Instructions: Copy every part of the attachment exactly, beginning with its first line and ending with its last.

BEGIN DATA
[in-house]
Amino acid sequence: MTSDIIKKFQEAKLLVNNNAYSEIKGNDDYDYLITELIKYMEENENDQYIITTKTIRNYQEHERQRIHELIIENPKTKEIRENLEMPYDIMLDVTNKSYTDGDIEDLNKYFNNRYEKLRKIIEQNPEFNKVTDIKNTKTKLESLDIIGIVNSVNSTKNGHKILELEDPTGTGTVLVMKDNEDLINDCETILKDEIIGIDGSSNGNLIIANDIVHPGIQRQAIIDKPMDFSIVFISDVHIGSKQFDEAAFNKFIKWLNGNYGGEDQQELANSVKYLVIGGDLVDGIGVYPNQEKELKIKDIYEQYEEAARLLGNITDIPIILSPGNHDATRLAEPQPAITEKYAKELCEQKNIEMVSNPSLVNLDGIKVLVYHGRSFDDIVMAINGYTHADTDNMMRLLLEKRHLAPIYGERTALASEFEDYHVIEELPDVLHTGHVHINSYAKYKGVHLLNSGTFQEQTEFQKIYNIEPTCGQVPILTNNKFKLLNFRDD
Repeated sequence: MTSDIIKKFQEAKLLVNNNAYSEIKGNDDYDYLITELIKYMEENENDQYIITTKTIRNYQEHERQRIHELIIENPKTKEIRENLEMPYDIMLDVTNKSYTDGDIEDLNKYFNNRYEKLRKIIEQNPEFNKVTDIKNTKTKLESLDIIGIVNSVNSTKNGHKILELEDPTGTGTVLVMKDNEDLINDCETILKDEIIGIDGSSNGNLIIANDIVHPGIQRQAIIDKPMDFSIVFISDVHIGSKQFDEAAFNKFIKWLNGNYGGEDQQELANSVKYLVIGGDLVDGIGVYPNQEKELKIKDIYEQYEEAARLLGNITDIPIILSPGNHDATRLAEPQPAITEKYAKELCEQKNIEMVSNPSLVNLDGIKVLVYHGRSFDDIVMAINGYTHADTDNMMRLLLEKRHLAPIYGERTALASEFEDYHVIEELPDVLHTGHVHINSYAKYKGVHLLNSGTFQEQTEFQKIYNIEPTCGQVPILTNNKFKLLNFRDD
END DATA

[in-house]
Amino acid sequence: MTSDIIKKFQEAKLLVNNNAYSEIKGNDDYDYLITELIKYMEENENDQYIITTKTIRNYQEHERQRIHELIIENPKTKEIRENLEMPYDIMLDVTNKSYTDGDIEDLNKYFNNRYEKLRKIIEQNPEFNKVTDIKNTKTKLESLDIIGIVNSVNSTKNGHKILELEDPTGTGTVLVMKDNEDLINDCETILKDEIIGIDGSSNGNLIIANDIVHPGIQRQAIIDKPMDFSIVFISDVHIGSKQFDEAAFNKFIKWLNGNYGGEDQQELANSVKYLVIGGDLVDGIGVYPNQEKELKIKDIYEQYEEAARLLGNITDIPIILSPGNHDATRLAEPQPAITEKYAKELCEQKNIEMVSNPSLVNLDGIKVLVYHGRSFDDIVMAINGYTHADTDNMMRLLLEKRHLAPIYGERTALASEFEDYHVIEELPDVLHTGHVHINSYAKYKGVHLLNSGTFQEQTEFQKIYNIEPTCGQVPILTNNKFKLLNFRDD
Repeated sequence: MTSDIIKKFQEAKLLVNNNAYSEIKGNDDYDYLITELIKYMEENENDQYIITTKTIRNYQEHERQRIHELIIENPKTKEIRENLEMPYDIMLDVTNKSYTDGDIEDLNKYFNNRYEKLRKIIEQNPEFNKVTDIKNTKTKLESLDIIGIVNSVNSTKNGHKILELEDPTGTGTVLVMKDNEDLINDCETILKDEIIGIDGSSNGNLIIANDIVHPGIQRQAIIDKPMDFSIVFISDVHIGSKQFDEAAFNKFIKWLNGNYGGEDQQELANSVKYLVIGGDLVDGIGVYPNQEKELKIKDIYEQYEEAARLLGNITDIPIILSPGNHDATRLAEPQPAITEKYAKELCEQKNIEMVSNPSLVNLDGIKVLVYHGRSFDDIVMAINGYTHADTDNMMRLLLEKRHLAPIYGERTALASEFEDYHVIEELPDVLHTGHVHINSYAKYKGVHLLNSGTFQEQTEFQKIYNIEPTCGQVPILTNNKFKLLNFRDD